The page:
Late last week, President Trump announced a change in US policy towards the communist dictatorship in Cuba. Although Trump claimed he was “canceling the last administration’s completely one-sided deal with Cuba,” his new approach actually leaves most of Obama’s policies in place. It does not end normalization of diplomatic relations with Cuba, nor would it bar most US trade and investment there.
Trump’s new policy has some good elements, some bad ones, and one truly awful perpetuation of the worst of Obama’s policy. On the plus side, the new policy bars US trade and investment in enterprises owned by the Cuban military and secret police. Even if you believe that trade and investment are beneficial and likely to stimulate liberalization in Cuba, that is surely not true of commerce that directly enriches the very entities that perpetuate repression in one of the world’s last largely unreformed communist despotisms.
Also potentially beneficial is the plan to convene a State Department task force on increasing internet access for Cubans. This could make it easier for dissidents to organize, and other Cubans to utilize information sources not controlled by the state. Obviously, whether this initiative actually achieves anything remains to be seen.
Much more dubious is Trump’s policy of tightening restrictions on travel to Cuba by Americans. I can understand the point that such travel often enriches the regime. On the other hand, travel restrictions are a significant infringement on freedom, and it is far from clear that they actually do much to undermine the government’s grip on power. Americans are not restricted from traveling to other nations with oppressive governments, including some that are almost as bad as Cuba’s.
Contrary to the expectations of its defenders, Barack Obama’s normalization policy has not resulted in any improvement in Cuban human rights. Its onset actually coincided with an upsurge in repression, and the liberal Human Rights Watch group reports that, in some ways, the government has actually increased its harassment and persecution of dissidents in recent years. Whether Trump’s policy brings better results remains to be seen. They could hardly be much worse.
One one key point, however, Trump has perpetuated the very worst of Obama’s approach. He has decided to maintain Obama’s cruel policy reversal on Cuban refugees, which effectively bars the vast majority of them from staying in the United States, ending decades of bipartisan policy welcoming at least those who manage to make it to US soil.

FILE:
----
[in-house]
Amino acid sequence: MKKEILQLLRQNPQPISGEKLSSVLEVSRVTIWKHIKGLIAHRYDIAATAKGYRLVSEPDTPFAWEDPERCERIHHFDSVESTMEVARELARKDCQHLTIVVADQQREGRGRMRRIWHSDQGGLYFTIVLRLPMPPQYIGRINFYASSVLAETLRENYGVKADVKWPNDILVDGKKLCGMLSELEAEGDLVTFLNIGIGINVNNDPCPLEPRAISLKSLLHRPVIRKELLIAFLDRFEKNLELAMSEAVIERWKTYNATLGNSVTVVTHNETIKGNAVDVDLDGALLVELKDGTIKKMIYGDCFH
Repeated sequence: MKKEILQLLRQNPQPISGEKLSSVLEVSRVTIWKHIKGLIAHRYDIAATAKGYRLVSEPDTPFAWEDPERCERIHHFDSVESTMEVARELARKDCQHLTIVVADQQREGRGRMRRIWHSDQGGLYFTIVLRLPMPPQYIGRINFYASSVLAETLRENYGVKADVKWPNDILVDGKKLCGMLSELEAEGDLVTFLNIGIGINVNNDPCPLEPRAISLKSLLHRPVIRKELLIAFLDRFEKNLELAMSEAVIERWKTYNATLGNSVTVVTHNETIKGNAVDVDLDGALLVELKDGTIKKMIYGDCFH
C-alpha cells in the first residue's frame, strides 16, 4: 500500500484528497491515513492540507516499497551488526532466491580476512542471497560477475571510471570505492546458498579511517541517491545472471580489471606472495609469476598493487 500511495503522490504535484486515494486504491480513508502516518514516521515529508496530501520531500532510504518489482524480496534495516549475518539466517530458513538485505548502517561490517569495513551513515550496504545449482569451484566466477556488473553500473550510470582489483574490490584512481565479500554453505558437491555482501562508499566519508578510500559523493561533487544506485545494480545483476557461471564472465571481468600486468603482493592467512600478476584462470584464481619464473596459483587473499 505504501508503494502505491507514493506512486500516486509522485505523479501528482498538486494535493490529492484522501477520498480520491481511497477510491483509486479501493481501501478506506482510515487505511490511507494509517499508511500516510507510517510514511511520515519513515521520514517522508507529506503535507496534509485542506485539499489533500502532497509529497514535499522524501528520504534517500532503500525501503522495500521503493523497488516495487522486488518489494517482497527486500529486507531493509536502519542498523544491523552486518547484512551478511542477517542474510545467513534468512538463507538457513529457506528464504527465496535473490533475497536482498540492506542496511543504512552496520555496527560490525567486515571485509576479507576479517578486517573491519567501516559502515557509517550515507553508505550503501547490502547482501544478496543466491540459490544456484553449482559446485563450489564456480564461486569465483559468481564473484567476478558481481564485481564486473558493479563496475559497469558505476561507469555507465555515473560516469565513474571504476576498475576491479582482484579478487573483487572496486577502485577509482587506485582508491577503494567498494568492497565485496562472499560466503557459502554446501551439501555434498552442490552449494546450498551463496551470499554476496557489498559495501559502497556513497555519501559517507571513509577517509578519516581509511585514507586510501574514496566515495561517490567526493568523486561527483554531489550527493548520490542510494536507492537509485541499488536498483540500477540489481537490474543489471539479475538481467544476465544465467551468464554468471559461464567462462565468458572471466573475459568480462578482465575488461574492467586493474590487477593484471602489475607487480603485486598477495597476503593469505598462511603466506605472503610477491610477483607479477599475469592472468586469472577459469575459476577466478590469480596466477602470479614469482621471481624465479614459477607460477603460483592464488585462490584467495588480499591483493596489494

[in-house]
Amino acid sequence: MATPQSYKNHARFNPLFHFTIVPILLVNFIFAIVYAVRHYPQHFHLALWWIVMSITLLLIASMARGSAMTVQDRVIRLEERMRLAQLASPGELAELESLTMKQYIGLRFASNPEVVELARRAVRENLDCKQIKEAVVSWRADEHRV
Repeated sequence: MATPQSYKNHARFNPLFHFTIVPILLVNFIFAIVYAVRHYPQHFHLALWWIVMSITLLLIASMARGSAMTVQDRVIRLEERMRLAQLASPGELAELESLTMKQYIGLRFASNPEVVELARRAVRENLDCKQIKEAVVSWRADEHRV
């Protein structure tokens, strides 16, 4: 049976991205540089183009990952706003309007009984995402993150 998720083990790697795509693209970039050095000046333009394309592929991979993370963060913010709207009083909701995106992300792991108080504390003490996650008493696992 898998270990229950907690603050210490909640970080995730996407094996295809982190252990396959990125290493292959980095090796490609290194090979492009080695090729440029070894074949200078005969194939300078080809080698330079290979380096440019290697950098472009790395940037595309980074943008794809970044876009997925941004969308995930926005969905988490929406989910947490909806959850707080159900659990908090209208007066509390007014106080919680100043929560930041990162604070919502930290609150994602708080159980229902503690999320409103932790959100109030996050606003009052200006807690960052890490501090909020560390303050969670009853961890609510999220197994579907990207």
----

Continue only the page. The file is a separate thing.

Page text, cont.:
Some defend Obama’s shift by arguing that the previous approach unduly favored to Cuban refugees over those fleeing other repressive regimes. But any such inequality should be cured by treating other refugees better, not consigning Cubans to oppression. It is better that at least some refugees be saved than that all be condemned to further abuse in the name of equality.
In a speech in Miami announcing his new Cuba policy, Trump denounced Cuba’s repressive policies, including its “abuse of dissidents” and “jailing [of] innocent people.” But his crocodile tears about the plight of Cuban victims of communist oppression ring hollow, so long as he bars virtually all of them from finding refuge in the US, and instead perpetuates Obama’s new policy of consigning them to the tender mercy of their oppressors.
Sadly, Trump is not the only hypocrite here. To their credit, liberal Democrats have rightly condemned Trump’s travel ban executive order, and attempt to bar Syrian refugees. But most Democrats have either ignored or actively supported the cruel new policy on Cuban refugees – perhaps because that policy was initiated by a Democratic president (though now also continued by Trump).
Here, as elsewhere, we should try to set aside partisan bias. The barring of refugees fleeing brutal oppressors is unjust regardless of whether it was done by a Democratic president or a Republican one, and regardless of whether the rulers oppressing them are communists, right-wing despots, or radical Islamists. In most cases, the US is not responsible for the misdeeds of oppressive governments abroad. But we are morally responsible for using government coercion to prevent them from finding safety, and returning them to the control of the very forces they are fleeing.